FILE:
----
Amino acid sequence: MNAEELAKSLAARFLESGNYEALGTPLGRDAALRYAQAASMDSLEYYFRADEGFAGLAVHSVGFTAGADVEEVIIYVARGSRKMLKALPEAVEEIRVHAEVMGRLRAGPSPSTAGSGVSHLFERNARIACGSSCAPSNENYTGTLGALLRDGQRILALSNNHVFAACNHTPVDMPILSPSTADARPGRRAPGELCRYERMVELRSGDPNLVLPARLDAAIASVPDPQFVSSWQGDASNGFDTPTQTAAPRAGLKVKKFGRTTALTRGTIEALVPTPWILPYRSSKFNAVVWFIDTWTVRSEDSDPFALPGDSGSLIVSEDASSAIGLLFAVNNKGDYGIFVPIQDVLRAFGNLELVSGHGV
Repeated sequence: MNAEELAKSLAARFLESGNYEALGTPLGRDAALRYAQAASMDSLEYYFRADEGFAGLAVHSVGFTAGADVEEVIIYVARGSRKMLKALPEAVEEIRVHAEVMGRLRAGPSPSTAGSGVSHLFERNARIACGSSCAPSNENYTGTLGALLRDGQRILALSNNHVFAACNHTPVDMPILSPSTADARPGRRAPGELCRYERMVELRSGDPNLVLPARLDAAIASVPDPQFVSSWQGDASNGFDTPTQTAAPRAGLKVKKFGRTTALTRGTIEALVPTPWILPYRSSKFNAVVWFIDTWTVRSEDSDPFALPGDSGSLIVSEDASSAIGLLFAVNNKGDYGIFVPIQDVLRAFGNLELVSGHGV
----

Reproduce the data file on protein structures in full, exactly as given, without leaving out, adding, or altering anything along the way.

Amino acid sequence: MNAEELAKSLAARFLESGNYEALGTPLGRDAALRYAQAASMDSLEYYFRADEGFAGLAVHSVGFTAGADVEEVIIYVARGSRKMLKALPEAVEEIRVHAEVMGRLRAGPSPSTAGSGVSHLFERNARIACGSSCAPSNENYTGTLGALLRDGQRILALSNNHVFAACNHTPVDMPILSPSTADARPGRRAPGELCRYERMVELRSGDPNLVLPARLDAAIASVPDPQFVSSWQGDASNGFDTPTQTAAPRAGLKVKKFGRTTALTRGTIEALVPTPWILPYRSSKFNAVVWFIDTWTVRSEDSDPFALPGDSGSLIVSEDASSAIGLLFAVNNKGDYGIFVPIQDVLRAFGNLELVSGHGV
Repeated sequence: MNAEELAKSLAARFLESGNYEALGTPLGRDAALRYAQAASMDSLEYYFRADEGFAGLAVHSVGFTAGADVEEVIIYVARGSRKMLKALPEAVEEIRVHAEVMGRLRAGPSPSTAGSGVSHLFERNARIACGSSCAPSNENYTGTLGALLRDGQRILALSNNHVFAACNHTPVDMPILSPSTADARPGRRAPGELCRYERMVELRSGDPNLVLPARLDAAIASVPDPQFVSSWQGDASNGFDTPTQTAAPRAGLKVKKFGRTTALTRGTIEALVPTPWILPYRSSKFNAVVWFIDTWTVRSEDSDPFALPGDSGSLIVSEDASSAIGLLFAVNNKGDYGIFVPIQDVLRAFGNLELVSGHGV